While infallibility may be inferred from some of the genuine documents cited, more explicit affirmations of it may be found in other places. For example, in 517 the Eastern bishops assented to and signed the formula of Pope Hormisdas, which states in part: “The first condition of salvation is to keep the norm of the true faith and in no way to deviate from the established doctrine of the Fathers. For it is impossible that the words of our Lord Jesus Christ who said, ‘Thou are Peter, and upon this rock I will build my Church’ [Matt 16:18], should not be verified. And their truth has been proved by the course of history, for in the Apostolic See the Catholic religion has always been kept unsullied.”

In a letter from Pope Agatho, accepted by Constantinople III, the Pope says the Roman Church “has never erred,” has never yielded to “heretical innovations,” and “remains undefiled unto the end.” Agatho links this claim directly to the “divine promise” found in Luke 22:32, where the Lord prays that Peter’s faith would never fail. Declarations that the Apostolic See “has been kept unsullied” are claims of papal infallibility.

In short, there is no reason to suspect the papacy to be the forgery factory conjured up in the minds of anti-Catholic apologists. If many, including popes, presumed the veracity of the False Decretals for a time, it was because the documents in many respects corresponded to the already long-accepted reality of the primacy and infallibility of the popes. Furthermore, no doctrinal error may be inferred from the fact that False Decretals were quoted by popes, since papal infallibility applies to definitions on faith and morals, not to judgments about the authenticity of documents. The important point is that none of the forgeries served as the basis for a single doctrine regarding the papacy. The doctrines came first, the forgeries long centuries later.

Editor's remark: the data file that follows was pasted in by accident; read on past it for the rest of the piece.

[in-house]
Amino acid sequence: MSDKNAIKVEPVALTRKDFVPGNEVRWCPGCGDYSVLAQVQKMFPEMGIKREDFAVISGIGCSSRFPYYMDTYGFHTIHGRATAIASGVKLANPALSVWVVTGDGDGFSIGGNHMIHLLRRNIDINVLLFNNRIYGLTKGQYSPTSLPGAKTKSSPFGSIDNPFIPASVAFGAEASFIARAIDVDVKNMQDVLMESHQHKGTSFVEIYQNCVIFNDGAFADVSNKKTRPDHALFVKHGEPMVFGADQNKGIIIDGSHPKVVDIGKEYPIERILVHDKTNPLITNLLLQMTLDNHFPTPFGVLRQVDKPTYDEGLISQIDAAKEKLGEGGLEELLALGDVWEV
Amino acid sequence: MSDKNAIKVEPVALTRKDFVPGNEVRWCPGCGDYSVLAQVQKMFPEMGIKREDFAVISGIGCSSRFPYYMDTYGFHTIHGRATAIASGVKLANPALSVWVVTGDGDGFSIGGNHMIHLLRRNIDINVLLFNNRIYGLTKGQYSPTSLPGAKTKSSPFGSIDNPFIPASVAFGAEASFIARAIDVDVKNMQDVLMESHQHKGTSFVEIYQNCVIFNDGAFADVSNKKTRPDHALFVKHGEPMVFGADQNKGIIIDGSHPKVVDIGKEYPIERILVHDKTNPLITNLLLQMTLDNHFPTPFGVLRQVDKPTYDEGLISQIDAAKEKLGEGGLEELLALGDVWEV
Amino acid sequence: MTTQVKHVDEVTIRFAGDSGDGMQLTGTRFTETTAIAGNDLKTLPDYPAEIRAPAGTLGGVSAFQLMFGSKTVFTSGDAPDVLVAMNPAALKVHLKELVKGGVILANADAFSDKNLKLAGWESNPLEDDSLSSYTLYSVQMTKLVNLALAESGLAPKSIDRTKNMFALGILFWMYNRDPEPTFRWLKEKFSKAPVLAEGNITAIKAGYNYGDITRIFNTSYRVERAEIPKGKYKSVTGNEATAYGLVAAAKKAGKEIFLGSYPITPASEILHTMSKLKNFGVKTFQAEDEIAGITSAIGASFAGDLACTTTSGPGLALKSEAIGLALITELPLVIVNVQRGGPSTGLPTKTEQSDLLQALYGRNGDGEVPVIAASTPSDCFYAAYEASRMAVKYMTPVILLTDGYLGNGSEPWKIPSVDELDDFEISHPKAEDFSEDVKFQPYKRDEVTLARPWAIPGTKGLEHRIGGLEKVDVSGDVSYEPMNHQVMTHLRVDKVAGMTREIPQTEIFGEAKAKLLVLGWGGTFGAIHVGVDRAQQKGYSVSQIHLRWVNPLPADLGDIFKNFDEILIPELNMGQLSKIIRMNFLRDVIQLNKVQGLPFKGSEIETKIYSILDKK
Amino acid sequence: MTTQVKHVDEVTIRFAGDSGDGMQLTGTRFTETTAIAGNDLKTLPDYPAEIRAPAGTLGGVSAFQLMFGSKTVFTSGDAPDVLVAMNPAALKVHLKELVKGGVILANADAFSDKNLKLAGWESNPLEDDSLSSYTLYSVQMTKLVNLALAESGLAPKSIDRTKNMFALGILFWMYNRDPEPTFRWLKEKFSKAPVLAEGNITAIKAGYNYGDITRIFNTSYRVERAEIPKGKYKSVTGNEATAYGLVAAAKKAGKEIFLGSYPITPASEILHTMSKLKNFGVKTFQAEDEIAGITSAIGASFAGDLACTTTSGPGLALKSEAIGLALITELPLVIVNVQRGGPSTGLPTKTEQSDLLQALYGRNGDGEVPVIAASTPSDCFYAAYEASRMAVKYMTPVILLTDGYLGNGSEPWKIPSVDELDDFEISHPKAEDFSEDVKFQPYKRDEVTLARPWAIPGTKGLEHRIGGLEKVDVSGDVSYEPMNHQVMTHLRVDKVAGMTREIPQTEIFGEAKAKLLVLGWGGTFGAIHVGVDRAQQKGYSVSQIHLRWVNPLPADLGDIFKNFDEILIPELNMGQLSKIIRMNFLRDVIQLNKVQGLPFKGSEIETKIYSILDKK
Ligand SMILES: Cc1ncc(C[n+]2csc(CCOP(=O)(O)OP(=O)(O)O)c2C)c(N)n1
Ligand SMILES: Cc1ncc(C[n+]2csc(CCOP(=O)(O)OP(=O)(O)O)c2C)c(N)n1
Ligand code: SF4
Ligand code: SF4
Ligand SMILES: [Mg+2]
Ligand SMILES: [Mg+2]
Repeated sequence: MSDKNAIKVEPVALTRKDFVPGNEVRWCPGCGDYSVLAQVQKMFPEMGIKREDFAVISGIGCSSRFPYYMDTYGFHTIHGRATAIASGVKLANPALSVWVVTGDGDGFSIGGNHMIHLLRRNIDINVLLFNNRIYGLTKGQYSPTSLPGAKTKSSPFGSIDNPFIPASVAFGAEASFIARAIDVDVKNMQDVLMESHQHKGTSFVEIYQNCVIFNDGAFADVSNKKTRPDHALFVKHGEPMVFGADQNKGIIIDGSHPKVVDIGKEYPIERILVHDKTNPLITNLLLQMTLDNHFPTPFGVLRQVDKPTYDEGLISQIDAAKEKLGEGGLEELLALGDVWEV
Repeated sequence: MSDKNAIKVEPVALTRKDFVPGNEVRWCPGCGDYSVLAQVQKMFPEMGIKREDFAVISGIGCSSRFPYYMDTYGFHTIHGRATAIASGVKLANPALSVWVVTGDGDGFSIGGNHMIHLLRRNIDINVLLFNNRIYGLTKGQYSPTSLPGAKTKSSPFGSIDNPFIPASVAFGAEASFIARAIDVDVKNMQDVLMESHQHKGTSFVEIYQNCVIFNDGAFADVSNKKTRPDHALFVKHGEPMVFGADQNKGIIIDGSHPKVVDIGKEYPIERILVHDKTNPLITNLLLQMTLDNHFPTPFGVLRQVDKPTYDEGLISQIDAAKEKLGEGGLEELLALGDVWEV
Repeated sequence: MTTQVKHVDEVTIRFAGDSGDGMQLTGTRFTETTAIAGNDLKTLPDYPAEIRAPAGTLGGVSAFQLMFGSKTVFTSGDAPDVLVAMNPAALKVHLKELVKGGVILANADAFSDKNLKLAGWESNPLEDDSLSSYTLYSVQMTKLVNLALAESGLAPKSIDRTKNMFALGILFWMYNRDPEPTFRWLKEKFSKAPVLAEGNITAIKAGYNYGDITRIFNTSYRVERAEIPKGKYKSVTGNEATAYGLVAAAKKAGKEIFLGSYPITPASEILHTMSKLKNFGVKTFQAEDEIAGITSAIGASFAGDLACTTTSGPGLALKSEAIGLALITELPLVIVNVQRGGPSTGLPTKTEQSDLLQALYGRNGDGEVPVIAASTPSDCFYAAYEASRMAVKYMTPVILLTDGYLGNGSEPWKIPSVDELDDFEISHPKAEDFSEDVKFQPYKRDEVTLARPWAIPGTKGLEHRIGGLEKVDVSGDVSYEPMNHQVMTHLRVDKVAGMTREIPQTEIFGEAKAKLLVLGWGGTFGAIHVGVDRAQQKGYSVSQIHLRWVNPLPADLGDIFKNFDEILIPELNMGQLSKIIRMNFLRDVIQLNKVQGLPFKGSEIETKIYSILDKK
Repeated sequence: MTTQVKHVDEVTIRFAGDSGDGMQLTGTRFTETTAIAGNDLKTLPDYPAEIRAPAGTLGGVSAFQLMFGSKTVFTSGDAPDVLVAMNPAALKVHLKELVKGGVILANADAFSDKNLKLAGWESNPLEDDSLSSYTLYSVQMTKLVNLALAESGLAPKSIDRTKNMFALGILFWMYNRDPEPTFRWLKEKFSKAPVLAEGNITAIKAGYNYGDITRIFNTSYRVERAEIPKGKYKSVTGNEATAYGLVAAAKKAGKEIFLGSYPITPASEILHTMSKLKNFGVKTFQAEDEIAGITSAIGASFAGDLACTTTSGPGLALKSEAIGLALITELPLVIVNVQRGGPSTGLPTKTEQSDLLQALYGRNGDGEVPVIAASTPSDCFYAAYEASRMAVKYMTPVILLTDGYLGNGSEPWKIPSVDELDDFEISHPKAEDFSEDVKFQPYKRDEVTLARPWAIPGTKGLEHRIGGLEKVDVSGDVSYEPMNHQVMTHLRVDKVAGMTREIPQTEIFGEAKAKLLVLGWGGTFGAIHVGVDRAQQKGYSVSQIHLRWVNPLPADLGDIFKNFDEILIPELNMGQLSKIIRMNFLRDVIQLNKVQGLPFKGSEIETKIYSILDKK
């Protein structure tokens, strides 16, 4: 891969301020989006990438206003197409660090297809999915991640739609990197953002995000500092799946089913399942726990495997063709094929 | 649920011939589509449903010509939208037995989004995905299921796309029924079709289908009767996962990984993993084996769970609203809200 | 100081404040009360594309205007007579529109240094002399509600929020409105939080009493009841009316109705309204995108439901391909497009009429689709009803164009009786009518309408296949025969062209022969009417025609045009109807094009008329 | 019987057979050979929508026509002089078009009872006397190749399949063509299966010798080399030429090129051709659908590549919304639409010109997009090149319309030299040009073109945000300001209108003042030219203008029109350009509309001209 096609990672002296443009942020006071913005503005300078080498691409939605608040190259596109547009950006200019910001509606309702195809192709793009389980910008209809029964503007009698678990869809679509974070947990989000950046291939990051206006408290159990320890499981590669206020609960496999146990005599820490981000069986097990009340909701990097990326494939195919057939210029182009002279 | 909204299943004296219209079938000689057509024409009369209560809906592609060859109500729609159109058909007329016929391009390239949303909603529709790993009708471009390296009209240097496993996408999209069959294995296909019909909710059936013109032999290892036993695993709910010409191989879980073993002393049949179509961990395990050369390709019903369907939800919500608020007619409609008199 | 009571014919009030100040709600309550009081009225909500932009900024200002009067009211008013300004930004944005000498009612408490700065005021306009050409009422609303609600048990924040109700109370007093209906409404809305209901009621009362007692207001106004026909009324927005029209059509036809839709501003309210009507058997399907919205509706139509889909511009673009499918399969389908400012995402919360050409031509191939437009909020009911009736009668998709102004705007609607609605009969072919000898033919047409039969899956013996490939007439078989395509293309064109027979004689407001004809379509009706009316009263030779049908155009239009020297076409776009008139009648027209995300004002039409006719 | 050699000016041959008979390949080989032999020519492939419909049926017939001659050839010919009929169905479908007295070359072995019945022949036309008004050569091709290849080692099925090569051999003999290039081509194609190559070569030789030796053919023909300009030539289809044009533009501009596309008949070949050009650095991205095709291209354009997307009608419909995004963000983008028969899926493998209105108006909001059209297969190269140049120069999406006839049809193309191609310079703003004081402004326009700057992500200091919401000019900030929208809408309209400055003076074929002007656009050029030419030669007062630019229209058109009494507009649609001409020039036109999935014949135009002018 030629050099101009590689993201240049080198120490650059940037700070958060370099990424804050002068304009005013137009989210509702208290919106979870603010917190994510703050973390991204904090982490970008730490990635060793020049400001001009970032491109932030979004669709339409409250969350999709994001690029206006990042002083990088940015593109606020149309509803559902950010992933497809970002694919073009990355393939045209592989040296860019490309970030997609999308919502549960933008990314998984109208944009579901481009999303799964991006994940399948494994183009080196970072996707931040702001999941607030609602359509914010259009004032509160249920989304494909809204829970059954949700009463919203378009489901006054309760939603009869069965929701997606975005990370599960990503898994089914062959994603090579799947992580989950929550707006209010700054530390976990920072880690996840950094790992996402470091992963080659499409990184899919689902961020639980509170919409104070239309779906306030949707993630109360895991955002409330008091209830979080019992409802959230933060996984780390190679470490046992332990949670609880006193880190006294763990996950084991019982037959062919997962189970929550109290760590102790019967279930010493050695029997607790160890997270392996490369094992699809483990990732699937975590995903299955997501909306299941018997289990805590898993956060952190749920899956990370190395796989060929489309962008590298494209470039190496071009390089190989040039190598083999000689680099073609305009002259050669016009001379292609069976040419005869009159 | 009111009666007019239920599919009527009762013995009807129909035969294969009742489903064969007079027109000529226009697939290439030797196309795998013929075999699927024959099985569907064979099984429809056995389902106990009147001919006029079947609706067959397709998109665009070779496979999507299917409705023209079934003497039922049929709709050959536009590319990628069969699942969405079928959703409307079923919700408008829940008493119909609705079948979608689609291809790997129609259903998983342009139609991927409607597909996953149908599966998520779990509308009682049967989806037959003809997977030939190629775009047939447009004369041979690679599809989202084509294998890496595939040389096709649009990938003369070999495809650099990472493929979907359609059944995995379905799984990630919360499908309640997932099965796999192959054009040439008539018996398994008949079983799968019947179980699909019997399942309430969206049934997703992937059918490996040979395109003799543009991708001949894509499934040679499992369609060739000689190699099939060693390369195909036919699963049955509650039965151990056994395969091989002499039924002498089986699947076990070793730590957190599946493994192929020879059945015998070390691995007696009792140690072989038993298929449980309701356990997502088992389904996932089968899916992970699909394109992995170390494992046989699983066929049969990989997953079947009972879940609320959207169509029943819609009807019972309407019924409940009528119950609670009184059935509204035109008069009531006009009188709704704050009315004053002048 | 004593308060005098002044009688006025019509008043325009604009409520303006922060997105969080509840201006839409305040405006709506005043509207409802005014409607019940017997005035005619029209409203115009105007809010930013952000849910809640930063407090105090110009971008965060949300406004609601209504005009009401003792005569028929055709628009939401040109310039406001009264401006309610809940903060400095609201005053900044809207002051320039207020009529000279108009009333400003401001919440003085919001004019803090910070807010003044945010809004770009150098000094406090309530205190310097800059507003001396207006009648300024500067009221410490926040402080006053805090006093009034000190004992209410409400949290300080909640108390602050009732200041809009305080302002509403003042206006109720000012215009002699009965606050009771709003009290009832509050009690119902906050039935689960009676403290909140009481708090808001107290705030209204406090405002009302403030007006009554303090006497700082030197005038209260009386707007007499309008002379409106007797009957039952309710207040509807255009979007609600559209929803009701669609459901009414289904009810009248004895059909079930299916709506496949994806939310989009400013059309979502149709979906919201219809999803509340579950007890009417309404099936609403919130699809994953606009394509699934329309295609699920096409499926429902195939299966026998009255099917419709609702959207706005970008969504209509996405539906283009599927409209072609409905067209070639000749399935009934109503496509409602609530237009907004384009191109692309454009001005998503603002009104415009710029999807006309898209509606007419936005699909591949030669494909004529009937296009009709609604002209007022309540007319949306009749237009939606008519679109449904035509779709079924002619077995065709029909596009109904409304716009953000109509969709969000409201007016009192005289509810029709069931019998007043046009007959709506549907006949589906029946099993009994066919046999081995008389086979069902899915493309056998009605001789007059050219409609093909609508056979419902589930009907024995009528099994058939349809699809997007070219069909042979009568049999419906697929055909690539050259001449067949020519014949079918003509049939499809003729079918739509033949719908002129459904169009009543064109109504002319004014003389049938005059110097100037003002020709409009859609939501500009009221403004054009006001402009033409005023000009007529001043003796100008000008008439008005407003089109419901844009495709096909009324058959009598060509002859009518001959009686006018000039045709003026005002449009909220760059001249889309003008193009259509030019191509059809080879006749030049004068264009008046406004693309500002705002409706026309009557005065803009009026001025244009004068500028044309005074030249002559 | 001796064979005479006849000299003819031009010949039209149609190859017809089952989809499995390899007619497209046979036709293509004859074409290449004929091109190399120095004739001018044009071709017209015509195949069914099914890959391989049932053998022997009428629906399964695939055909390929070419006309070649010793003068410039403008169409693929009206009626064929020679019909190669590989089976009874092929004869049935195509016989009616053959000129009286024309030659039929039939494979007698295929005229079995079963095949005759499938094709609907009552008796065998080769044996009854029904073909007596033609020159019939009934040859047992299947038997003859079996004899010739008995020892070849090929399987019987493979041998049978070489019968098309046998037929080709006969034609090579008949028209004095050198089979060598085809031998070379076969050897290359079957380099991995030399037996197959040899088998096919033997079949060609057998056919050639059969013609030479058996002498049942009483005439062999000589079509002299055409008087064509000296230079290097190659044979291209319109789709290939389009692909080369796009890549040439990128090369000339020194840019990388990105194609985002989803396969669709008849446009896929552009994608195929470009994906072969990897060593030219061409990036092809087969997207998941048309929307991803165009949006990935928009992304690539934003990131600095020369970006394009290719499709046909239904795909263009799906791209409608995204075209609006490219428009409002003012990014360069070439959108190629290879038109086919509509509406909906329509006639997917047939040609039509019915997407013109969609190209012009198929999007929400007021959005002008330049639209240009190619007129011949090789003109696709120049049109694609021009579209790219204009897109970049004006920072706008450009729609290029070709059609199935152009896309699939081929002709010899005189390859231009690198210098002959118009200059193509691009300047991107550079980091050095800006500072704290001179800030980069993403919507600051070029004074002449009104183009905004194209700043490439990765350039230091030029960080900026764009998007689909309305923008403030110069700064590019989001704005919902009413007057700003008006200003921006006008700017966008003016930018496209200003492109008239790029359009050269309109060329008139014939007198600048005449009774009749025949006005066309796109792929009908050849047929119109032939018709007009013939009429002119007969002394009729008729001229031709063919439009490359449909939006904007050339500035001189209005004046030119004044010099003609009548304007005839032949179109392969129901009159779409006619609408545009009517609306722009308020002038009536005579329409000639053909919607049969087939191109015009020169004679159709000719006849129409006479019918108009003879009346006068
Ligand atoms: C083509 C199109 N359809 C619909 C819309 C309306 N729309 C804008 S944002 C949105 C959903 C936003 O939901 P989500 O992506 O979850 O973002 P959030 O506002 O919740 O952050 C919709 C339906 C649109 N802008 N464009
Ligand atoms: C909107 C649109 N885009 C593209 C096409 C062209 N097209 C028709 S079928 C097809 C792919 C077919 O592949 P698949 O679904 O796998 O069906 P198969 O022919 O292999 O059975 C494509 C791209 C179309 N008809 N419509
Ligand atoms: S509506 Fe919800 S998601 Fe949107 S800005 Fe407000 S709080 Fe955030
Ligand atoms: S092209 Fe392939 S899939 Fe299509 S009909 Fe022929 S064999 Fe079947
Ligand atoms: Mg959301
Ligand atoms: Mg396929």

• Steven O’Reilly freelances from Snellville, Georgia.

© This Rock, Catholic Answers, P.O. Box 17490, San Diego, CA 92177, (619) 541-1131.

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14 Responses to Did the Catholic Church Rely on Forged Documents for Dogmas?

  1. Roman Catholicism teaches that Talmudic Judaism & Quranic Islam worship the same god as they do!

    Christians worship the God & Father of Jesus Christ, the Only Son of God & the Holy Spirit as the Triune God. The First Epistle of John chapter 4 & 5 condemns those who reject the Son of God & teaches that they are NOT of God.